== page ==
The natural environment and our human effects upon it are central concerns of my art. Moving between representation and abstraction, my work focuses on, and then conceptualizes, our landscapes, bringing together aesthetics and ecological concerns.
The Chesapeake Bay has long been a focus of my work and I have used NASA satellite images and weather data to generate patterns, creating layered drawings and installations on the region's changing environment. In my newest work, I turn to one of our most vulnerable landscapes, the glacier fields of Alaska. Retreating glacier ice is one of the most visible signs of climate change and is a marker for the quickly shifting (i.e., degrading) ecologies of Alaska and of the planet.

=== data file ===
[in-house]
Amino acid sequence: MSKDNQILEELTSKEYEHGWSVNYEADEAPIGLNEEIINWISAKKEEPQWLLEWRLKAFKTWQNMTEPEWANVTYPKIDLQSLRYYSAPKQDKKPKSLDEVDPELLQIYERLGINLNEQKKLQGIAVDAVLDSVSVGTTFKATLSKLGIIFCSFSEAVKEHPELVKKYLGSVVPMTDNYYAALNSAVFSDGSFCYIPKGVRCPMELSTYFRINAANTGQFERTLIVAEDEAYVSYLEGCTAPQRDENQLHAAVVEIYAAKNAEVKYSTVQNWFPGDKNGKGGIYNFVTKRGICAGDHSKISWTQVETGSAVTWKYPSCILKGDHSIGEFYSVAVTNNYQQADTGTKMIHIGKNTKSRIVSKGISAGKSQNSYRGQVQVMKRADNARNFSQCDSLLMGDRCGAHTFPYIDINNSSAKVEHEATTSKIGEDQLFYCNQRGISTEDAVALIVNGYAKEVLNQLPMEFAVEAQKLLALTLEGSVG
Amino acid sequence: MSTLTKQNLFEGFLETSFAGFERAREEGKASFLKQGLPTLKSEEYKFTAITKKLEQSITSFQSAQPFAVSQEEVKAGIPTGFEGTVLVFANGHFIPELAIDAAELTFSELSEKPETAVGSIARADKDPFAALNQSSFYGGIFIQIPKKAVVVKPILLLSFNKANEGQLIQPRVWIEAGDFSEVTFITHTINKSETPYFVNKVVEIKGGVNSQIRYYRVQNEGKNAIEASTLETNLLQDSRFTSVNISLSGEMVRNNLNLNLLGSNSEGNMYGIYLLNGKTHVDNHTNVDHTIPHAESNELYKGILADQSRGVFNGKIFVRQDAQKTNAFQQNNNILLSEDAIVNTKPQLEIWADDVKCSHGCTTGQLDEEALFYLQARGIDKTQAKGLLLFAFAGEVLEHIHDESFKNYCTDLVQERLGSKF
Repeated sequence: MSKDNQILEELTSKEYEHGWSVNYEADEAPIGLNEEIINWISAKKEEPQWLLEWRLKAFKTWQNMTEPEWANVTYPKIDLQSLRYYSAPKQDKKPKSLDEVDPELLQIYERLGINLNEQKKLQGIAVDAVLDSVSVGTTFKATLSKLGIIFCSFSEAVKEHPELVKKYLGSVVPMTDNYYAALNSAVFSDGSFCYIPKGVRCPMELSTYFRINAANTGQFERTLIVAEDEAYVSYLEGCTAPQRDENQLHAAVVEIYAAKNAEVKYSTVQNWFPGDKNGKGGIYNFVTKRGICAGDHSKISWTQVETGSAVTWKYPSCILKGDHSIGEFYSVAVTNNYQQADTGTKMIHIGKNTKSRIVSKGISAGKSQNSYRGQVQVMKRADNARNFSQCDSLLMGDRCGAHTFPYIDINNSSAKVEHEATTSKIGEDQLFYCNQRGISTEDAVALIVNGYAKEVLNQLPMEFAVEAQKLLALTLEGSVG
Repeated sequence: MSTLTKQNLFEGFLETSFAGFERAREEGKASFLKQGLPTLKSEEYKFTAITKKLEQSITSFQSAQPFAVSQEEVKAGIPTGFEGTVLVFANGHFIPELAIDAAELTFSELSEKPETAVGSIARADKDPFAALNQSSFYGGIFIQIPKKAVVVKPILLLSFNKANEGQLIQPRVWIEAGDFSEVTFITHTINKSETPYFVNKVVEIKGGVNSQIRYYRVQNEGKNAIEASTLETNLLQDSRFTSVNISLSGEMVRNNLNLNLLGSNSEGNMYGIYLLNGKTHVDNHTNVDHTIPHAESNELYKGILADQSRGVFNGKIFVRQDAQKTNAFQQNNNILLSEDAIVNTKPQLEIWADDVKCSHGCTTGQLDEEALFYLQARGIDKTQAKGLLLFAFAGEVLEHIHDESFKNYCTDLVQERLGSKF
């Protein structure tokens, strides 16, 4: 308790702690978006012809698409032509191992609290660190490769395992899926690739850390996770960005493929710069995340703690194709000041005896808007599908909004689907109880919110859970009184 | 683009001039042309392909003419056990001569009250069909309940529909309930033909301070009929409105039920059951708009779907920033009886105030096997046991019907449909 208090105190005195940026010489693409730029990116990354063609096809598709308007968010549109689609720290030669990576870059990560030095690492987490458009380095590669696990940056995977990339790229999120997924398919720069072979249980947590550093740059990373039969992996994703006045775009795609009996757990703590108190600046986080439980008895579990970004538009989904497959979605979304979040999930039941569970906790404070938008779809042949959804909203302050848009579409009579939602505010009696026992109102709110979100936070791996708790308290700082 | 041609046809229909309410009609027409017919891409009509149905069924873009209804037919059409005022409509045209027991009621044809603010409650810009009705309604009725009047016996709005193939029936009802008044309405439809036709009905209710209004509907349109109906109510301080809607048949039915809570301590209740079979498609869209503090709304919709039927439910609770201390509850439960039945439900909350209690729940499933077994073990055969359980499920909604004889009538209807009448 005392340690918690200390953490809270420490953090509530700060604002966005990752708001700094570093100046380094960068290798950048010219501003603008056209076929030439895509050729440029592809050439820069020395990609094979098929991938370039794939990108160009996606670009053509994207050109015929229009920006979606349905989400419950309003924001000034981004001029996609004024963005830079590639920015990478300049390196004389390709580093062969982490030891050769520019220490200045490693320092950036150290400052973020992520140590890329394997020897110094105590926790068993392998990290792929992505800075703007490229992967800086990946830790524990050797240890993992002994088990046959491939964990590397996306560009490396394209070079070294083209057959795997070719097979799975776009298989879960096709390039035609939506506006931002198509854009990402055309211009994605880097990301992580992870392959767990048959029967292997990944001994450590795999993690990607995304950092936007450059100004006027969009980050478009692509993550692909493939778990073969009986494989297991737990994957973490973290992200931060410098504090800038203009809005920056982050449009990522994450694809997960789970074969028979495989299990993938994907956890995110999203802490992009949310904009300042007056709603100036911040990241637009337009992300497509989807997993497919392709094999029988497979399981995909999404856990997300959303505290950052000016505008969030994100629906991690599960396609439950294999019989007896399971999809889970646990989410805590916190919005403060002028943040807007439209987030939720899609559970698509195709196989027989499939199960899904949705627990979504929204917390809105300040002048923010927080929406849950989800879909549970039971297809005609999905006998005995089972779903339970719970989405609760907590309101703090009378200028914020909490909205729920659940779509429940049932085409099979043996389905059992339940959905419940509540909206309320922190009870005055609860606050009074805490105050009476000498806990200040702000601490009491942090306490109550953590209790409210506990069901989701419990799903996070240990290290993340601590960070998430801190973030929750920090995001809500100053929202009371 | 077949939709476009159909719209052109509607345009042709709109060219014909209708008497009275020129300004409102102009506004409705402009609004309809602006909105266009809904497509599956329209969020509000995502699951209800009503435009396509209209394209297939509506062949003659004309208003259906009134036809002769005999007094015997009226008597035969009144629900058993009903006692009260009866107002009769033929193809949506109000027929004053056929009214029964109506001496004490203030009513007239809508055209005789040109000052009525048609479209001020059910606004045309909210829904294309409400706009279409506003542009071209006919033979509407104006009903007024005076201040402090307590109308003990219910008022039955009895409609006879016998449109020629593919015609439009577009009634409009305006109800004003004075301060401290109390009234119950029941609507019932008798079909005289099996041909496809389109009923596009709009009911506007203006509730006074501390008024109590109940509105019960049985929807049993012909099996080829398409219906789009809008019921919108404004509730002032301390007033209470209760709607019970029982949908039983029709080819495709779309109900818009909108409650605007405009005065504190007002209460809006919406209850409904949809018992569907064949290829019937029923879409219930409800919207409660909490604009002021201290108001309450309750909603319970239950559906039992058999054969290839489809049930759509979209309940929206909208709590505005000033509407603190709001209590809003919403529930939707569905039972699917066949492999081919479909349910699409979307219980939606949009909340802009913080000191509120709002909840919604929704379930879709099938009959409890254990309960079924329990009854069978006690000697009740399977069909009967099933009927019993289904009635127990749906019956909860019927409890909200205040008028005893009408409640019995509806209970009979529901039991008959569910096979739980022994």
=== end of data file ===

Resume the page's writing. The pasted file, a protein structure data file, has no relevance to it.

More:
This project is largely informed by my research into the writings of early American pioneers of geophysics and glaciology, John Muir and Harry F. Reid. Both conducted research in Alaska between 1890 and 1900 that focused on measurements of glacial movement, data that was transformed into poetic writings on the ever-changing nature, and color, of their subject. My drawings present chronology of marks, layers of color and texture that evolved as I worked, a weathering process based on how glacial ice changes as air, light, and water transform it. As Reid noted, “The ice-front has a wonderful coloring. All stages [of transformation] are represented in the ice-front, which therefore shows all shades of blue in striking variety.”